West Explosion: Not Enough Protections Or Not Enough Oversight?

Elena Craft

There’s been a lot of debate following the West tragedy as to whether a lack of safety protections, lack of coordination and oversight among enforcement agencies, or some combination of both contributed to a system wide failure and 14 deaths with hundreds injured. As we have mentioned before, Texas leads the nation in total fatal occupational injuries, with more than 400 deaths in 2011. And while not every accident can be prevented, it does seem that Texas gets more than its fair share.

In recent reports, some state officials have indicated that the state’s level of oversight for facilities like the one in West is adequate. It is difficult to understand how one could make such bold statements when the cause of the explosion has yet to be determined. Furthermore, some legislators have recommended this legislative session that state environmental laws be weakened. This is in addition to recent budget cuts at the state environmental agency; the Texas Commission on Environmental Quality’s (TCEQ) budget was recently cut by $305 million, which reduced the agency by 235 full-time employees. Perhaps what some of our officials really mean is that it is not a lack of oversight, but rather a lack of due diligence in enforcing the laws already on the books, laws designed to protect citizens from events like this one.

The Governor of Texas was quoted recently claiming that the state upholds the standards set by the Environmental Protection Agency (EPA). But frankly that is not quite true. Acting alone, Texas recently refused to abide by laws on permitting regulations for greenhouse gas emissions.  In fact, the state sent an aggressive letter to EPA stating that “On behalf of the state of Texas, we write to inform you that Texas has neither the authority nor the intention of interpreting, ignoring, or amending its laws in order to compel the permitting of greenhouse gas emissions.”  EPA actually had to devise a federal implementation plan for greenhouse gas emissions, so that any new facilities built in the state of Texas could in fact work with a legal permit. Currently, facilities that need a greenhouse gas permit must apply to EPA rather than to TCEQ, even though it is Texas’ responsibility.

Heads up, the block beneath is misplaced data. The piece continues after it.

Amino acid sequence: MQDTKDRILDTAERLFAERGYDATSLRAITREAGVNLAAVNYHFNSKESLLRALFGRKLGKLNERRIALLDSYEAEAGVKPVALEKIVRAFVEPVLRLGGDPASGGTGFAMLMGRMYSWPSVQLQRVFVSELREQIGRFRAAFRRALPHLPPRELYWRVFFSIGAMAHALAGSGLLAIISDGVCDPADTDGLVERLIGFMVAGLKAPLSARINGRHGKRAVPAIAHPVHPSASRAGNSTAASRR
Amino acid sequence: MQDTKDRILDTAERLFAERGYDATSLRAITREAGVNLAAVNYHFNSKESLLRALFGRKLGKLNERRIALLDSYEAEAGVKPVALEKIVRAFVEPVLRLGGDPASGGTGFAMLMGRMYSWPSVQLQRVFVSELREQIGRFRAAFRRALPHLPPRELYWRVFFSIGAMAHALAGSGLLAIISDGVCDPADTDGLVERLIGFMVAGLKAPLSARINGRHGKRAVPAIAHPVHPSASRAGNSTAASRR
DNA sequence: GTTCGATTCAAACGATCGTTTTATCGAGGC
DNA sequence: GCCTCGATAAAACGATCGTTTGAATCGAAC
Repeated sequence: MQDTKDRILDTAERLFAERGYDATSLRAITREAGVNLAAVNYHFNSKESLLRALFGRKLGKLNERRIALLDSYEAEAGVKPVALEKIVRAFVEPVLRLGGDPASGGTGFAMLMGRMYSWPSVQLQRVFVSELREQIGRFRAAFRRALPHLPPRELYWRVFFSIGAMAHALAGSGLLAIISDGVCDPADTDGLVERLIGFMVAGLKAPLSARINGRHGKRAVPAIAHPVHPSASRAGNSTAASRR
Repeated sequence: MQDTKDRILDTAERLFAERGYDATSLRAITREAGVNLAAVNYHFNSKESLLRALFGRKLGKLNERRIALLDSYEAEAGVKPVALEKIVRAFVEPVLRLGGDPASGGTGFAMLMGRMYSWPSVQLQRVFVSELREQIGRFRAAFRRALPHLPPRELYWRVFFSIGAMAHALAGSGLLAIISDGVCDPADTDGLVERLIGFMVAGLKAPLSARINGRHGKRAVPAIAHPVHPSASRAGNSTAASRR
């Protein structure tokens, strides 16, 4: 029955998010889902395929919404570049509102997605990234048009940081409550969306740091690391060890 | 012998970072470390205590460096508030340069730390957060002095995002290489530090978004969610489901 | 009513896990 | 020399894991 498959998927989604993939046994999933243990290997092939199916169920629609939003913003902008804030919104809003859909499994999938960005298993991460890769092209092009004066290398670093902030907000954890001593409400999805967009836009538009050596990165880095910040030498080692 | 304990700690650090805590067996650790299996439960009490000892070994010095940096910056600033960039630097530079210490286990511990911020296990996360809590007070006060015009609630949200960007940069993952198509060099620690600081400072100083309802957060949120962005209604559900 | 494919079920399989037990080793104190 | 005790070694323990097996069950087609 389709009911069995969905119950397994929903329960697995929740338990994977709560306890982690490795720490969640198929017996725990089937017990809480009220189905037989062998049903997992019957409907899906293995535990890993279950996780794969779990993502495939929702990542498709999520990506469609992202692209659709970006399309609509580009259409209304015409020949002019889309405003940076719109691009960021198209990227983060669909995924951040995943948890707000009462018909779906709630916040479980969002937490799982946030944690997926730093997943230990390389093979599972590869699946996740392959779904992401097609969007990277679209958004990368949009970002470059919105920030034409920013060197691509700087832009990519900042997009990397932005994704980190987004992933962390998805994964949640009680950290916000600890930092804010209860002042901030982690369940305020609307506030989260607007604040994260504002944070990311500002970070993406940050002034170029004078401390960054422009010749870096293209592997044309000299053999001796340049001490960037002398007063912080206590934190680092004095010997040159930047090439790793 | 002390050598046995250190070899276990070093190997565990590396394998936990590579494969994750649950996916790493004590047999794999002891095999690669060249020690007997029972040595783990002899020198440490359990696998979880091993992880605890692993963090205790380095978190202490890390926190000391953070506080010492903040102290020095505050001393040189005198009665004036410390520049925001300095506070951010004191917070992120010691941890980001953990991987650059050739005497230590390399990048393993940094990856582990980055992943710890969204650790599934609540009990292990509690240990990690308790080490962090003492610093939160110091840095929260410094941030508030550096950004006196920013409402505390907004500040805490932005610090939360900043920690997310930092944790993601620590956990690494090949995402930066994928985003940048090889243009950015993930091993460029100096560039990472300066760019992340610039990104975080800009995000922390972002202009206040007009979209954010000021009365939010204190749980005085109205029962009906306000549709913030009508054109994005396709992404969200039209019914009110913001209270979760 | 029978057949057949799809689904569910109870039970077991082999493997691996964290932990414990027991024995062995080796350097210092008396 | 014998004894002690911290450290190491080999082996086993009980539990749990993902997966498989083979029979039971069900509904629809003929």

In assessing the causes of the West tragedy and whether they could have been prevented, it is worth asking these questions:

  • Would this have happened had state agencies been more diligent in making routine investigations?
  • Would this have happened had the state been more diligent in reporting the facility’s compliance history?
  • Would fewer people have died or fewer homes been destroyed if Texas had siting requirements limiting the distance between the community and the plant?

As the investigation into this tragedy continues, we’ll learn more about what might have helped to prevent it. My hope is that we’ll use what we learn to ensure that this tragedy never happens again. In the meantime, we owe a great deal of gratitude to the folks who deal with the fallout from catastrophes like West on a daily basis. Many of the 14 victims in the West, Texas fertilizer explosion were first responders, and many of them were volunteers.  Thank you to all of our doctors, nurses, EMTs, police officers and service men and women who work day in and day out to help save lives, especially in the face of uncertainties and dangers that may exist.

This post originally appeared on our Texas Clean Air Matters blog